Nvidia GeForce RTX graphics cards are now the first DirectX 12 Ultimate GPUs
Ready for the next generation of games, today
By Brad Chacos
PCWorldJun 24, 2020 12:39 pm PDT
Nvidia rolled out its latest Game Ready drivers for GeForce graphics cards on Tuesday. We don’t normally cover the hot-and-heavy world of graphics drivers releases (just keep them updated, okay?), but this one features a notable milestone: Game Ready driver 451.48 is fully DirectX 12 Ultimate compliant, meaning Nvidia’s GeForce RTX 20-series graphics cards are the first hardware to support Microsoft’s next-gen graphics API.
While it’s notable, it’s no surprise. DirectX 12 Ultimate unifies graphics support across PCs and the forthcoming Xbox Series X, rolling in features like an updated version of Microsoft’s DXR ray tracing API, variable rate shading tier 2, mesh shaders, and sampler feedback. Most of those technologies appeared first in Nvidia’s “Turing” graphics cards—the RTX 20-series and GTX 16-series—but haven’t been seen often in games, as they’ve been limited to Nvidia hardware.
Now that they’re enshrined in the new DX12 Ultimate standard across consoles and PC GPUs alike, expect the features to gain more traction. Microsoft calls the unified API “a force multiplier for the entire gaming ecosystem.”
It’s also vindication for Nvidia’s design decisions for its latest graphics card architecture. You can learn more in our Turing GPU deep-dive if you’re curious, and more about these specific features in our coverage of the DirectX 12 Ultimate announcement. They’re nifty stuff.
Future AMD Radeon GPUs will no doubt also support DirectX 12 Ultimate, because the company’s RDNA graphics architecture powers the Xbox One X and ray tracing’s been confirmed for RDNA2 graphics cards launching later this year. Current Radeon offerings lack ray tracing capabilities, however.
Speaking of the latest APIs, Nvidia’s new driver also rolls out full support for Vulkan 1.2.
Hardware-accelerated GPU scheduling, new G-Sync Compatible monitors
That’s not all. Nvidia’s latest Game Ready drivers also let your existing hardware perform new tricks.
A new hardware-accelerated GPU scheduling feature might be even more interesting at the user level than DirectX 12 Ultimate, at least for now. Microsoft added the feature in the Windows 10 2020 May Update (which is also required for DX12 Ultimate), and this driver unlocks Nvidia’s support. Hardware-accelerated GPU scheduling hands VRAM management over to the graphics card itself, rather than having Windows handle the reins.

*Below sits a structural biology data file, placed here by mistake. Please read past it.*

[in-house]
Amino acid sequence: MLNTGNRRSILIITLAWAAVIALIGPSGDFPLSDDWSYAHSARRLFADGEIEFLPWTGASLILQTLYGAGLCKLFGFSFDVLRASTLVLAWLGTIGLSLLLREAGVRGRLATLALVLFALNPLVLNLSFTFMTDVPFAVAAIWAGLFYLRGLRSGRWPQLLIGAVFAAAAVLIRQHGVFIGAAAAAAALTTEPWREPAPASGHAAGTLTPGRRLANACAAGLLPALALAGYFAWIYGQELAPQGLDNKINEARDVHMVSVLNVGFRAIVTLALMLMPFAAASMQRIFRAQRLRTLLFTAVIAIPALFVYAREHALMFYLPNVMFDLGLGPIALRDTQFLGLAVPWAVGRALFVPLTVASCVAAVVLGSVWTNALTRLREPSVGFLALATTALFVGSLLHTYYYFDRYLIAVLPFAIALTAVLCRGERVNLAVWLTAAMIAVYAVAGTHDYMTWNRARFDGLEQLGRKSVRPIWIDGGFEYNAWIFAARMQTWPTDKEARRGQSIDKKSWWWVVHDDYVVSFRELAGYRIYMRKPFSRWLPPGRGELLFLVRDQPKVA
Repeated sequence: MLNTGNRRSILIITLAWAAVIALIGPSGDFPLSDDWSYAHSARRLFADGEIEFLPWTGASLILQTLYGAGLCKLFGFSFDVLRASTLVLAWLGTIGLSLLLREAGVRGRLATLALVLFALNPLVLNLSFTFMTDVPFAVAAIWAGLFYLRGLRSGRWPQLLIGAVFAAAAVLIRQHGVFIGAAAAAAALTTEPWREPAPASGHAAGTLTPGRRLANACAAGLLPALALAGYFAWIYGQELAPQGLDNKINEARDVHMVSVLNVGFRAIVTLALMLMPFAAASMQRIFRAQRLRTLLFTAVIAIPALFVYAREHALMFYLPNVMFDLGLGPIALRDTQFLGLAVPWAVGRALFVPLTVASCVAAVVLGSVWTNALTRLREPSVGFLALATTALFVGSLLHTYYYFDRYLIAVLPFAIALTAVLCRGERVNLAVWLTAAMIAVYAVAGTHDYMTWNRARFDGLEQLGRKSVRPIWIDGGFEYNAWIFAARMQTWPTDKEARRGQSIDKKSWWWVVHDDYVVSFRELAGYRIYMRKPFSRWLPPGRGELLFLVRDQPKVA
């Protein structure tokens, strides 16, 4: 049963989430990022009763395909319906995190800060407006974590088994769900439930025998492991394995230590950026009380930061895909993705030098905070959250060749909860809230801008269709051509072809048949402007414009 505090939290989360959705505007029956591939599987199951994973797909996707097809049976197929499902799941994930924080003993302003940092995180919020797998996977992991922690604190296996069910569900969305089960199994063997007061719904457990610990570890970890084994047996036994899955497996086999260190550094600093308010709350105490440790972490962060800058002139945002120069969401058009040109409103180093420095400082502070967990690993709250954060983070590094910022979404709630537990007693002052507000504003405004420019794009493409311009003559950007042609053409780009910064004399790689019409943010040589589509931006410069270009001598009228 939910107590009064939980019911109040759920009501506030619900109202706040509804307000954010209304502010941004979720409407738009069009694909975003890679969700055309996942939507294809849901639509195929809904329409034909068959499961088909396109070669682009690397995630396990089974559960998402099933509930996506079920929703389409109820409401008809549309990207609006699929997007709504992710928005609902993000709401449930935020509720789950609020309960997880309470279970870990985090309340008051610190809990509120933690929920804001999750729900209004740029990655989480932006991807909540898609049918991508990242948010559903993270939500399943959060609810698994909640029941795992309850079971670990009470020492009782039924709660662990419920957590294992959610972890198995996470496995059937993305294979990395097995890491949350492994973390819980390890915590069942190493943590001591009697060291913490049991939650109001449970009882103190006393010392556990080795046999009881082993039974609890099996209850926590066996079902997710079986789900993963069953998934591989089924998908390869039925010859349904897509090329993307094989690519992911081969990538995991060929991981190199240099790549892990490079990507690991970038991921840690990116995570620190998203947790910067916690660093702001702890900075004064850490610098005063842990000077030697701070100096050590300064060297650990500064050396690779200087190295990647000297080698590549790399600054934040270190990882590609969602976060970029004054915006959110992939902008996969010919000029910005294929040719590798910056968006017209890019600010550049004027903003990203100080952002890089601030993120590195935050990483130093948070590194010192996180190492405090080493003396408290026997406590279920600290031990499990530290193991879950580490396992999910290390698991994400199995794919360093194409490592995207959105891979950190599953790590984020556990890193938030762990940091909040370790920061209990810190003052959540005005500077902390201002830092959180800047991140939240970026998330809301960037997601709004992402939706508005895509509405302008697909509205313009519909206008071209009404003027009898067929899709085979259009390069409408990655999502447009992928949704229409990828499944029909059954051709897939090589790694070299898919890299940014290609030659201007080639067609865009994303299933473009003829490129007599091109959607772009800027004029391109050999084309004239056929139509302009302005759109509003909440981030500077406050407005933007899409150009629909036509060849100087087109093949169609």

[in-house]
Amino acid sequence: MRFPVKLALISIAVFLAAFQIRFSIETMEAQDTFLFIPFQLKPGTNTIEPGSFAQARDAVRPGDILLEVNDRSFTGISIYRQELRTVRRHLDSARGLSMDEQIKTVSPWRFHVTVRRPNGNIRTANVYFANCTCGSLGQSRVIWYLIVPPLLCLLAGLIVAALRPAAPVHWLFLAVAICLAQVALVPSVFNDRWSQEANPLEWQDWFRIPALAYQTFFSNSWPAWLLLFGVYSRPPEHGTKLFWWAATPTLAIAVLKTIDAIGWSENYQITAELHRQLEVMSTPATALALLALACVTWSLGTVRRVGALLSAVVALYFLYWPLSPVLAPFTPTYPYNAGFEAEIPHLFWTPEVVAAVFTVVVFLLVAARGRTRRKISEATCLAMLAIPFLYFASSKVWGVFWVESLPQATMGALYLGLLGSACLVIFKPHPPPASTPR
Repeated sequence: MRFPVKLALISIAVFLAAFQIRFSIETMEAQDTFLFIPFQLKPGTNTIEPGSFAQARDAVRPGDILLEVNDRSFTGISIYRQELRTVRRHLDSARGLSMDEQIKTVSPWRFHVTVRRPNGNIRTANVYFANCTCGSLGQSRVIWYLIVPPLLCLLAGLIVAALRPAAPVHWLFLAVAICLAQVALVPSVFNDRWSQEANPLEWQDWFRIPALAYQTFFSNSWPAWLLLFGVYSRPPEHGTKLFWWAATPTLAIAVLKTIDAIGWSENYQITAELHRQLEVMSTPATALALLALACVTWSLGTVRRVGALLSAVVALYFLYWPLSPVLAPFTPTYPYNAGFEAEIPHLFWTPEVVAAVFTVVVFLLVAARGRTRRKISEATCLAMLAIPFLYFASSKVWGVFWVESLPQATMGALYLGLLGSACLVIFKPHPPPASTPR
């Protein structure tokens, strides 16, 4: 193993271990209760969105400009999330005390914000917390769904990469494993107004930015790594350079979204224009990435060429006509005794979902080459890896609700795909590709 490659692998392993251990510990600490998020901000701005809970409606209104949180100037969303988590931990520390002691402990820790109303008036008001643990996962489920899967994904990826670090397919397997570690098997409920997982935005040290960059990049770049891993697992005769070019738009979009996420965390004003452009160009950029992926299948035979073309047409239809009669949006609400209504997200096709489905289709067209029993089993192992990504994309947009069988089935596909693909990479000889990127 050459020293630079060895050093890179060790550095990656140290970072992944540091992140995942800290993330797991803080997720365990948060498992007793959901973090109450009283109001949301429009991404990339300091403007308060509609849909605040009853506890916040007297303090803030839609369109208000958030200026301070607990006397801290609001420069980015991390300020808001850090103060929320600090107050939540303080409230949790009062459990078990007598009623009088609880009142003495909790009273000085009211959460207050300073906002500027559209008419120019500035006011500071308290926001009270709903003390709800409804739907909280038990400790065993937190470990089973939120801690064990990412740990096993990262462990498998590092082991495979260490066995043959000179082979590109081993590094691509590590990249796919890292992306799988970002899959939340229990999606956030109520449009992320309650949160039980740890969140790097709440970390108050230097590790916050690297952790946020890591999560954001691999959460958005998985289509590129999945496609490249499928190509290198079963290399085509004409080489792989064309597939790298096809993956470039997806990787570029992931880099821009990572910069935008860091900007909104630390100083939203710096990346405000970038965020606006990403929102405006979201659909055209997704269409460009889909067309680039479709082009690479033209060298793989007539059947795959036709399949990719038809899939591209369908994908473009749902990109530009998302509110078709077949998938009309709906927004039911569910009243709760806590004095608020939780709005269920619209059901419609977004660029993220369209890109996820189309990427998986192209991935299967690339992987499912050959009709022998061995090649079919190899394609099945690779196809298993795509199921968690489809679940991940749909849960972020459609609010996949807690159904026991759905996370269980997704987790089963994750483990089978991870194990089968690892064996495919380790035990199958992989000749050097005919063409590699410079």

Here’s how Nvidia’s public relations blast described its benefits:
“Hardware-accelerated GPU scheduling allows GPUs to handle video playback and games calculations more efficiently by directly managing its video memory. This new feature can also help improve performance and reduce latency on supported hardware. Hardware scheduling works regardless of the API (DirectX, Vulkan, OpenGL) so a wide variety of applications and games can see a benefit from this new feature, including Movies & TV app, Netflix, and games.”
Given that Nvidia isn’t touting huge performance gains, don’t expect it to work some sort of black magic that suddenly supercharges GPU performance. Nonetheless, it sounds like a solid feature addition.
Search for “Graphics Settings: Change Default Graphics Settings” in Windows and toggle the feature on to enable it, assuming you’ve already upgraded to the May 2020 Update. You don’t turn it on in Nvidia’s Control Panel.
Shifting gears, the new driver also adds automatic support for nine more G-Sync Compatible displays, Nvidia’s marketing term for Adaptive Sync (read: FreeSync) monitors that pass a stricter Nvidia certification process. Official G-Sync Compatible displays automatically have their variable refresh rate capabilities turned on by the drivers, rather than requiring a Control Panel workaround like other FreeSync monitors.
The new driver activates support for the following monitors:
Finally, this driver adds one-click optimization for 12 more games. The optimization tool in GeForce Experience scans your computer’s hardware and automatically configures a game’s visual options based on their capabilities, though its decisions can be…odd…sometimes. Still, it works well more often than not, and is a valuable tool for people who aren’t comfortable tinkering with arcane graphics options themselves. Here are the newly supported games:
Age of Empires III: Complete Collection
Command & Conquer Remastered Collection
Mafia II: Definitive Edition
ONE PIECE: PIRATE WARRIORS 4
Streets of Rage 4
Total Tank Simulator
If you’re running GeForce Experience, look for the new driver update today; I’m already seeing in on my system. You can also download the drivers manually from Nvidia’s website. Again, while you can download the Game Ready 451.48 drivers no matter which version of Windows 10 you’re using, the DirectX 12 Ultimate and hardware-accelerated GPU scheduling features require the Windows 10 May 2020 Update to work.